Bud Powell made quite a lot of recordings for a man who may never have entered a recording studio completely clean, sober and in an entirely sound mind, and among the most consistently brilliant recordings he made were the ones he made for Blue Note around the start of his career.
He was undoubtedly one of the great and tragic figures of modern jazz. Born into a musical family, he was a child prodigy who was playing Bach and Mozart at an early age. He started playing jazz in his teens and his speed, power and precision were formidable. He learned much from his great contemporary Thelonious Monk but their styles as players were very different; Monk's style was a unique tool which drew on stride piano and his own utterly individual style as a composer, but Powell, it was often said, could play anything. Powell watched horn players such as Parker, Gillespie and Davis and, it was said, came to the conclusion that the piano was a superior instrument because piano players didn't need to draw a breath. He developed a style of playing very long, intricate and flowing runs with his right hand. When he's on form, as he is on this recording, listening to him is one of the most exhilarating experiences I know.
Powell's early period of youthful confidence was cut short when he received a severe beating at the hands of the police. That happened before he ever made a recording as a leader, so we may never know what he was like before his troubles began in earnest. He later suffered from alcoholism and severe psychological problems and was repeatedly hospitalised. He died in 1966. Almost all his recordings are worth listening to, but on some of the later ones his playing is sluggish and uncertain and sometimes it falls apart completely, making for painful listening.
This album contains some of his finest work. "Un Poco Loco" is one of his best compositions, by turns disorienting and relaxed. The album contains two earlier takes, in which drummer Max Roach can be heard developing the brilliant, nagging cowbell rhythm that plays an essential role in the final master take. The horn section consists of a teenage Sonny Rollins and the late Fats Navarro, and both are on flying form.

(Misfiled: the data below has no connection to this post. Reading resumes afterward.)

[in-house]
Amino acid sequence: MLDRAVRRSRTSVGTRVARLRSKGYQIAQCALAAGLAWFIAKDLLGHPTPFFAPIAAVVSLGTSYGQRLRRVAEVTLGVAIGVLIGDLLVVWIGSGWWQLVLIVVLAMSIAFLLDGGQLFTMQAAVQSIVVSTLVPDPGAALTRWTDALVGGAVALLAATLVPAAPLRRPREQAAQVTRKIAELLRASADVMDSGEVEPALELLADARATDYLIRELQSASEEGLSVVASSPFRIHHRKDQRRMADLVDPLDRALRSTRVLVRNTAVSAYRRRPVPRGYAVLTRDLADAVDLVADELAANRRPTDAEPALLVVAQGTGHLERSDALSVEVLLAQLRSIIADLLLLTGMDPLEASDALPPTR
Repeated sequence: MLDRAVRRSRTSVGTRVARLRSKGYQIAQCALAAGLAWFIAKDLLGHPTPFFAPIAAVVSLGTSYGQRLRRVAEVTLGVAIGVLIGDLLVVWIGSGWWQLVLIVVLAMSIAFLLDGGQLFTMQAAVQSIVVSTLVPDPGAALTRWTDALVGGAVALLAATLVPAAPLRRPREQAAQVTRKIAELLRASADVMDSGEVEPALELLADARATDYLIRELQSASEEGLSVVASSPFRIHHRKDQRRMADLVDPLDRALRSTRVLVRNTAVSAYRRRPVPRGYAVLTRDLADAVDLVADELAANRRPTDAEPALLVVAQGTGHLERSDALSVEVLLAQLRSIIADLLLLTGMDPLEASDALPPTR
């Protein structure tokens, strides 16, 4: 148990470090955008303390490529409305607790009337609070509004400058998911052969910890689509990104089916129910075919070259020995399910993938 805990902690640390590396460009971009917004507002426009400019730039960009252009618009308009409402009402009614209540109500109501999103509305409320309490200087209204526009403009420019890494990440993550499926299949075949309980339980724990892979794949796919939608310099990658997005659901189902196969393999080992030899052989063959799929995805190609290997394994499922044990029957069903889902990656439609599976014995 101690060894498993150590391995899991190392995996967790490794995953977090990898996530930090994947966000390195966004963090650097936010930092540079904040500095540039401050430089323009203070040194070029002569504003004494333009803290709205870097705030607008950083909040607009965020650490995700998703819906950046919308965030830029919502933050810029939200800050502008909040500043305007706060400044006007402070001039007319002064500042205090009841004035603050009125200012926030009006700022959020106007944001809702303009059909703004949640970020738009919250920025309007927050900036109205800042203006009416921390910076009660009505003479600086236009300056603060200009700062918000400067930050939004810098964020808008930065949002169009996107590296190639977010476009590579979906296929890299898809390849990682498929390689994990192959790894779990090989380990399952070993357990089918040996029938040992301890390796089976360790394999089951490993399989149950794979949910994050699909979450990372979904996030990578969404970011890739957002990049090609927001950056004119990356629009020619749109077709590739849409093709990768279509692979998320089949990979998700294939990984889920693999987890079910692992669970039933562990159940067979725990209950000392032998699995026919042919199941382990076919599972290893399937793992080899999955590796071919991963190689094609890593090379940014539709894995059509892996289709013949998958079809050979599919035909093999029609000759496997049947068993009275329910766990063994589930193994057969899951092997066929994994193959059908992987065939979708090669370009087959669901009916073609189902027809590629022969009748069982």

The writer Geoff Dyer has observed that some jazz musicians, such as Chet Baker and Art Pepper, seem to draw you in with their sound: their music speaks about their own weakness and fragility. Bud Powell's music is seldom like that. At its best, it was nearly always about his own sense of freedom and vitality. He makes even a ballad like "Over The Rainbow" into a spectacular romp around the harmonies. Later on, he could and did deliver hauntingly bleak performances, such as his chilling, hymn-like version of "It Never Entered My Mind", but at this stage of his career he seems to have been almost unstoppable. His sense of harmony is acute and highly sophisticated, and he makes the bebop cliché of the flattened fifth seem fresh and individual. Even here, his music is not just upbeat but contains shadows and fascinating ambiguities.
Volume 2 of this album completes these early Blue Note sessions. Powell went on to make recordings with Blue Note before switching to the Verve family of labels, a period beautifully documented on the excellently packaged "Complete Bud Powell on Verve", but he never again reached such a pitch of consistent excellence as he did here.
The history of jazz is full of sad life stories and Powell's is one of the saddest, but his music is still beautiful, powerful and life-affirming. He is my favourite jazz musician, and possibly my favourite musician, period. If you are going to start listening to his work, start here.